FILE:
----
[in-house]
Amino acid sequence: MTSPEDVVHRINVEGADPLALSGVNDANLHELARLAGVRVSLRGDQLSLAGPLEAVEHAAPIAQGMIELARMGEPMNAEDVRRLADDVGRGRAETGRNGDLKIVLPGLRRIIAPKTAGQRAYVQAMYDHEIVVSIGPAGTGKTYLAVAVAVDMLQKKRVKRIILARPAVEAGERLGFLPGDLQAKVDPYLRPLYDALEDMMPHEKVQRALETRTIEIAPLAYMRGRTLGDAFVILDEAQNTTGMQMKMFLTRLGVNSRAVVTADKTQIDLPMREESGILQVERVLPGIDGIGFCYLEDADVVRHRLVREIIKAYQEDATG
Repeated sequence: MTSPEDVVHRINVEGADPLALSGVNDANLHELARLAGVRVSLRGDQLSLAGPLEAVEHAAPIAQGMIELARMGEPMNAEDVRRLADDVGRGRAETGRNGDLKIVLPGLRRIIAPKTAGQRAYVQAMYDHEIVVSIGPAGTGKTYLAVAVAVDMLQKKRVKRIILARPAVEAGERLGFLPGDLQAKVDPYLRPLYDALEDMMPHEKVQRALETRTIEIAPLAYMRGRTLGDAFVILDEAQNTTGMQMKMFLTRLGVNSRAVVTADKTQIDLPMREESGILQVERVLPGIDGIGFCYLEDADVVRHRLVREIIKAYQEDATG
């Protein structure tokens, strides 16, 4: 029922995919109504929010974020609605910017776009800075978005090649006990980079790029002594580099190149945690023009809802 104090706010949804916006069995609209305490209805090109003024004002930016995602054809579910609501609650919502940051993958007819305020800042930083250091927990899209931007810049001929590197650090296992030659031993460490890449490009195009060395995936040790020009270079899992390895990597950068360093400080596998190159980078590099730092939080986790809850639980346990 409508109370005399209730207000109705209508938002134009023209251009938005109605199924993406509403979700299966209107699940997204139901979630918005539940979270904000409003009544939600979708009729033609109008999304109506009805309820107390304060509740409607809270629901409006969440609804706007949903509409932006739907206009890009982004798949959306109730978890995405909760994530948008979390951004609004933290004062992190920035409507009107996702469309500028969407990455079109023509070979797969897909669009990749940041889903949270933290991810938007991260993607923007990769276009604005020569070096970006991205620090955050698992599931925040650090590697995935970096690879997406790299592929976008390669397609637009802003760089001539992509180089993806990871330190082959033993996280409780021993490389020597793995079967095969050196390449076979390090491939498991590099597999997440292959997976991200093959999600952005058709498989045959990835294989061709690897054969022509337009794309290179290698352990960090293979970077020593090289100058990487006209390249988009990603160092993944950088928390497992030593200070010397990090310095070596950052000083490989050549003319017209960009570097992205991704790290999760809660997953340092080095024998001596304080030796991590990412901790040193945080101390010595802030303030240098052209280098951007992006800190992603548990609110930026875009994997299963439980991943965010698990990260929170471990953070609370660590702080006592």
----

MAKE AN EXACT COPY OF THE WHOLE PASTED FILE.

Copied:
[in-house]
Amino acid sequence: MTSPEDVVHRINVEGADPLALSGVNDANLHELARLAGVRVSLRGDQLSLAGPLEAVEHAAPIAQGMIELARMGEPMNAEDVRRLADDVGRGRAETGRNGDLKIVLPGLRRIIAPKTAGQRAYVQAMYDHEIVVSIGPAGTGKTYLAVAVAVDMLQKKRVKRIILARPAVEAGERLGFLPGDLQAKVDPYLRPLYDALEDMMPHEKVQRALETRTIEIAPLAYMRGRTLGDAFVILDEAQNTTGMQMKMFLTRLGVNSRAVVTADKTQIDLPMREESGILQVERVLPGIDGIGFCYLEDADVVRHRLVREIIKAYQEDATG
Repeated sequence: MTSPEDVVHRINVEGADPLALSGVNDANLHELARLAGVRVSLRGDQLSLAGPLEAVEHAAPIAQGMIELARMGEPMNAEDVRRLADDVGRGRAETGRNGDLKIVLPGLRRIIAPKTAGQRAYVQAMYDHEIVVSIGPAGTGKTYLAVAVAVDMLQKKRVKRIILARPAVEAGERLGFLPGDLQAKVDPYLRPLYDALEDMMPHEKVQRALETRTIEIAPLAYMRGRTLGDAFVILDEAQNTTGMQMKMFLTRLGVNSRAVVTADKTQIDLPMREESGILQVERVLPGIDGIGFCYLEDADVVRHRLVREIIKAYQEDATG
């Protein structure tokens, strides 16, 4: 029922995919109504929010974020609605910017776009800075978005090649006990980079790029002594580099190149945690023009809802 104090706010949804916006069995609209305490209805090109003024004002930016995602054809579910609501609650919502940051993958007819305020800042930083250091927990899209931007810049001929590197650090296992030659031993460490890449490009195009060395995936040790020009270079899992390895990597950068360093400080596998190159980078590099730092939080986790809850639980346990 409508109370005399209730207000109705209508938002134009023209251009938005109605199924993406509403979700299966209107699940997204139901979630918005539940979270904000409003009544939600979708009729033609109008999304109506009805309820107390304060509740409607809270629901409006969440609804706007949903509409932006739907206009890009982004798949959306109730978890995405909760994530948008979390951004609004933290004062992190920035409507009107996702469309500028969407990455079109023509070979797969897909669009990749940041889903949270933290991810938007991260993607923007990769276009604005020569070096970006991205620090955050698992599931925040650090590697995935970096690879997406790299592929976008390669397609637009802003760089001539992509180089993806990871330190082959033993996280409780021993490389020597793995079967095969050196390449076979390090491939498991590099597999997440292959997976991200093959999600952005058709498989045959990835294989061709690897054969022509337009794309290179290698352990960090293979970077020593090289100058990487006209390249988009990603160092993944950088928390497992030593200070010397990090310095070596950052000083490989050549003319017209960009570097992205991704790290999760809660997953340092080095024998001596304080030796991590990412901790040193945080101390010595802030303030240098052209280098951007992006800190992603548990609110930026875009994997299963439980991943965010698990990260929170471990953070609370660590702080006592």